Perpetual self-doubt is a relatively healthy condition in which to exist. At an event like yesterday’s [researchED] I look to take away some learning and what I took away yesterday made me doubt myself and our developmental priorities just a little bit.”

Research is a grey area and one that so many professions have wrestled with, both in the past and still today. But if we fail to recognise its obvious benefits, we are doing a disservice to our students.

Dylan Wiliam (@dylanwiliam), a teacher ‘guru’, researcher, writer,
Emeritus Professor of Educational Assessment at the IoE

gave a great talk entitled, “Why teaching will never be a research-based profession (and why that’s a GOOD thing)”.

You can find a link to his full presentation here.

One of the key points Wiliam made saw him challenge the audience to consider what part ethics plays in educational enquiry. He claimed that researchers have a moral obligation to pursue fair studies that are valuable to school teachers and students, rather than ones carried out simply in an effort to validate one’s own already-held opinion. He raised the interesting point that many published research studies already available in the public arena are selective in the results they share, omitting details of findings that do not support the cause behind their study.

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While Wiliam sees a lot of value in Randomised Control Trials (RCTs) as a method of research, he recognises four main drawbacks.

These include:

  1. Clustering: in comparing two students within the same school, despite potentially being in different groups (ie. one in an active group and the other in a control group), there will inevitably be some similarities through their shared experiences in school etc.
  2. Power: the various teachers/leaders/students involved in an RCT may not follow direct instructions, thus reducing the fairness of th test.
  3. Implementation: there are nearly always logistical barriers to carrying out RCTs, which includes aspects such as timetabling, time allowed for interventions outside of curriculum subjects, relevant staff to support etc.
  4. Context: Perhaps the best way to sum up this point is to quote a blog I came across recently. Dave Algoso, Director of Programmes at Reboot (a social impact firm dedicated to inclusive development and accountable governance) states,

“I think the danger here comes from a false level of precision. We talk about RCTs as having a scientific rigor that distinguishes them from pseudo-experimental approaches. There is some truth to this. However, if the calculated average effect of a program is stripped of all the caveats and nuance about the things we were unable to measure and calculate, then we risk being overconfident in our knowledge. Science brings a potentially inflated sense of our own expertise. RCTs, and the development industry as a whole, would benefit from less certainty and greater humility.”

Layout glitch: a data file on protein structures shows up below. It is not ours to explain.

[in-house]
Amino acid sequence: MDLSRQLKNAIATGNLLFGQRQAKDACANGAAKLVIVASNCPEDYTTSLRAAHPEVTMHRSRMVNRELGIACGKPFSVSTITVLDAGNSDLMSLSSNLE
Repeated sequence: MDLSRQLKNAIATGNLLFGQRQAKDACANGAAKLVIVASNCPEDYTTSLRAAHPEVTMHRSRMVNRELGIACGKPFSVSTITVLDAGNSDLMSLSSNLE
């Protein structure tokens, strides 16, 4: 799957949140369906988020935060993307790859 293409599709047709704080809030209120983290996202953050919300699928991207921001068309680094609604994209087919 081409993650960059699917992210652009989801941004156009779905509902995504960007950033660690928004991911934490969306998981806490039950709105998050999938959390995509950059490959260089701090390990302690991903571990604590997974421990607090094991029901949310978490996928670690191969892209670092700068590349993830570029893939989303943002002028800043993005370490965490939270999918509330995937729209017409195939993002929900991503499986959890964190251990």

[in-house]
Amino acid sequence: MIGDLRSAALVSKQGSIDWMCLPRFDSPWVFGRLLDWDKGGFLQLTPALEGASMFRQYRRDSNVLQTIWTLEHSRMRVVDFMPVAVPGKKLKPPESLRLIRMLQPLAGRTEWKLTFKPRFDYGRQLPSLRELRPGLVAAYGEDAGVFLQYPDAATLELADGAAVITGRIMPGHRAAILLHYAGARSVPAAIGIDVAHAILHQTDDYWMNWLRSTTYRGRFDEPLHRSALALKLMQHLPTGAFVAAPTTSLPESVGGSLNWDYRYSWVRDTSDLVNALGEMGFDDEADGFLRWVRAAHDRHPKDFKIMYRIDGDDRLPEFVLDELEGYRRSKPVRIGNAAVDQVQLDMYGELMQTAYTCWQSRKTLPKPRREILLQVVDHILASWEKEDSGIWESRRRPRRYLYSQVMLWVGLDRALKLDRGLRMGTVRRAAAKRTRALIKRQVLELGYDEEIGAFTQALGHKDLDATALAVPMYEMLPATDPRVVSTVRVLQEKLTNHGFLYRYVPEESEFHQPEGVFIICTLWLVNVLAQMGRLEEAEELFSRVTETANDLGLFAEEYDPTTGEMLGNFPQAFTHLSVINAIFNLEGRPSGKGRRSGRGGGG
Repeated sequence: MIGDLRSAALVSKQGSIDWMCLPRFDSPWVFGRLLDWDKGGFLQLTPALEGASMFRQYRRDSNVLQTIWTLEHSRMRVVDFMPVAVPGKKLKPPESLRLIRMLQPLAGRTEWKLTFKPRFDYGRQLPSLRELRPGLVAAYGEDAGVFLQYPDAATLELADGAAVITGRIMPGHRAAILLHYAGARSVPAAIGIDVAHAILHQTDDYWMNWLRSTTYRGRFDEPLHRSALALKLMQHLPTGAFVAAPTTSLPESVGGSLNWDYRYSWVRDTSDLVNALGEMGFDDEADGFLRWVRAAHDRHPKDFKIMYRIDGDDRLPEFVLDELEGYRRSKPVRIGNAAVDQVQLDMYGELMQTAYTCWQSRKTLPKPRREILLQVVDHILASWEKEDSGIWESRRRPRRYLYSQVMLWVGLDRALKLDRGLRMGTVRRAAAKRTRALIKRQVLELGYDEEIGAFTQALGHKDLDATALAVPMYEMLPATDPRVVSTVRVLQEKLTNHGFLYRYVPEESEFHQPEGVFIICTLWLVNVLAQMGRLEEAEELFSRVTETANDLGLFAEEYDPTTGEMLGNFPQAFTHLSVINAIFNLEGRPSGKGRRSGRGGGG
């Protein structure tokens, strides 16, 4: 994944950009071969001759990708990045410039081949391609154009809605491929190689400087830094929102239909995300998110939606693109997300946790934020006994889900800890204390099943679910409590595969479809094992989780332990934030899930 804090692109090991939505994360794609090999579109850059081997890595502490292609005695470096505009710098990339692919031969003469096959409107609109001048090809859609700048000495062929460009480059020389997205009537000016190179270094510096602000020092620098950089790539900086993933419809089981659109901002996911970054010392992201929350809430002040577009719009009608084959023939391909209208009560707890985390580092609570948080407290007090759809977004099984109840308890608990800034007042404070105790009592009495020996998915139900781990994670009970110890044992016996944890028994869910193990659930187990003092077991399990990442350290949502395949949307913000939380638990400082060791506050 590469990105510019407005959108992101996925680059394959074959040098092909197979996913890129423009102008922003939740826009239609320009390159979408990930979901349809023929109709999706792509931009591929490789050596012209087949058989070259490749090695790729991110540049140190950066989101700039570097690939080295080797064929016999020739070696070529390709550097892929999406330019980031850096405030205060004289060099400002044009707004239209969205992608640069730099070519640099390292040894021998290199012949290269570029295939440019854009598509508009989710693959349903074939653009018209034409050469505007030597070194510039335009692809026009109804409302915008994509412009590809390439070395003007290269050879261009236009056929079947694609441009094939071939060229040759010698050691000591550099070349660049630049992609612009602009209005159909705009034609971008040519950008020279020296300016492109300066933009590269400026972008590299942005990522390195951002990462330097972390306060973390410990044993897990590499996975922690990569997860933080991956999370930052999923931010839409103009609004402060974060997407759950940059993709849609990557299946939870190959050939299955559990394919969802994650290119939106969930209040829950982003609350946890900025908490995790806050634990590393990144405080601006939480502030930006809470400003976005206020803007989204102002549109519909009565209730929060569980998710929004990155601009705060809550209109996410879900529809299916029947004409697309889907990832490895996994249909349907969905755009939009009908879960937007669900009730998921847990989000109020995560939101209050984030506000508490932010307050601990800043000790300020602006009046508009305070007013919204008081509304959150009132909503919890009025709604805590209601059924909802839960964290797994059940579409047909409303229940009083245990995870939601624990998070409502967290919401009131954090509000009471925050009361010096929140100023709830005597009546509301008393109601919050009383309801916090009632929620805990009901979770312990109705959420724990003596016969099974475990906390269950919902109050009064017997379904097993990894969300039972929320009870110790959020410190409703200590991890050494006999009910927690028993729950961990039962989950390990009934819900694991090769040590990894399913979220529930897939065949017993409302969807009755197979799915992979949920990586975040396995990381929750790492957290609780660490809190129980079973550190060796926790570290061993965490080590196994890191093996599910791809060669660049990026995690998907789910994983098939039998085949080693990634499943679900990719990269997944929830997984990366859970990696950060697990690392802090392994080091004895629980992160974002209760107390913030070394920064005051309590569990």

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Food for thought.
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Wiliam also made reference to the Educational Endowment Foundation (EEF) toolkit, highlighting how research studies have led educationalists to rate various aspects of teaching and learning based on their supposed level of positive impact on students. According to this list, interventions such as peer tutoring and phonics score very highly (of which I am in full agreement), in comparison to others such as teaching assistants and ability grouping, the latter actually being the only one listed that shows a negative impact score. While there may be some validity in some of these results, Wiliam leads us to question the authenticity behind the scores.

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For example, when considering ability grouping, Wiliam makes the point that in a large majority of cases the best and most experienced teachers are usually assigned to the top sets in any given cohort where groups are set by ability. Similarly, lower sets often do not get the access to the differentiated teaching they require to make solid progress. He argued that the gap widens in these cases, often as a result of the top set moving so fast that no students within the middle range of ability can progress to join those at the ‘top’ and, in contrast, the lower sets move far too slowly, thus preventing weaker students to make sufficient progress. This is a great challenge to schools and school leaders and one that, in my opinion, must be addressed in order for all students to make the most positive progress possible. Dylan Wiliam advised that those within the teaching profession should continue to improve their practice through the process of disciplined enquiry.

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As a final reflection on researchED 2014, while my impression of educational research is perhaps a little more hazy than it was prior to the event, I’ve returned confident that authentic enquiry into “what works” in this profession is crucial. I’m quite sure that it is a responsibility of ours as educators to ensure we are providing students with the best foundation possible for their future. This includes a willingness to invest time and energy into exploring what “best practice” really is within education.

Videos from the event can be found here.  

You can also follow researchED on twitter @researchED1.